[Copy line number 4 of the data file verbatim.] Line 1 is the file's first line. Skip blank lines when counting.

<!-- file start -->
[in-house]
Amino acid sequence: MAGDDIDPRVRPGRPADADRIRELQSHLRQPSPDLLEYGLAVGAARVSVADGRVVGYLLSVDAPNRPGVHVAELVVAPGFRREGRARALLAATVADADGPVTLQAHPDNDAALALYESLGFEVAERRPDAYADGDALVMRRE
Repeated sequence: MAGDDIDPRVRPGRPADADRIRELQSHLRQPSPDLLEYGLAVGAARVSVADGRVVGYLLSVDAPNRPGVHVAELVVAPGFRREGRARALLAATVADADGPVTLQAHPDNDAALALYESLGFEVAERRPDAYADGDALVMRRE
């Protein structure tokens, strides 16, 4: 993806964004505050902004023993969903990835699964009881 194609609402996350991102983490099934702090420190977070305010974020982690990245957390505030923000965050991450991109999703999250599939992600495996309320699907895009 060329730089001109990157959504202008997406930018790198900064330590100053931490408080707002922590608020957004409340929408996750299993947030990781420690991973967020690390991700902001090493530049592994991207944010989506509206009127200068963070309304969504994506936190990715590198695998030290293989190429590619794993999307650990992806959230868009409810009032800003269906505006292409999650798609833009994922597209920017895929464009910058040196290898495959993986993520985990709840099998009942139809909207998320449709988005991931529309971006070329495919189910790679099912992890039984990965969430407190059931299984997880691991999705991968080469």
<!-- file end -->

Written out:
């Protein structure tokens, strides 16, 4: 993806964004505050902004023993969903990835699964009881 194609609402996350991102983490099934702090420190977070305010974020982690990245957390505030923000965050991450991109999703999250599939992600495996309320699907895009 060329730089001109990157959504202008997406930018790198900064330590100053931490408080707002922590608020957004409340929408996750299993947030990781420690991973967020690390991700902001090493530049592994991207944010989506509206009127200068963070309304969504994506936190990715590198695998030290293989190429590619794993999307650990992806959230868009409810009032800003269906505006292409999650798609833009994922597209920017895929464009910058040196290898495959993986993520985990709840099998009942139809909207998320449709988005991931529309971006070329495919189910790679099912992890039984990965969430407190059931299984997880691991999705991968080469």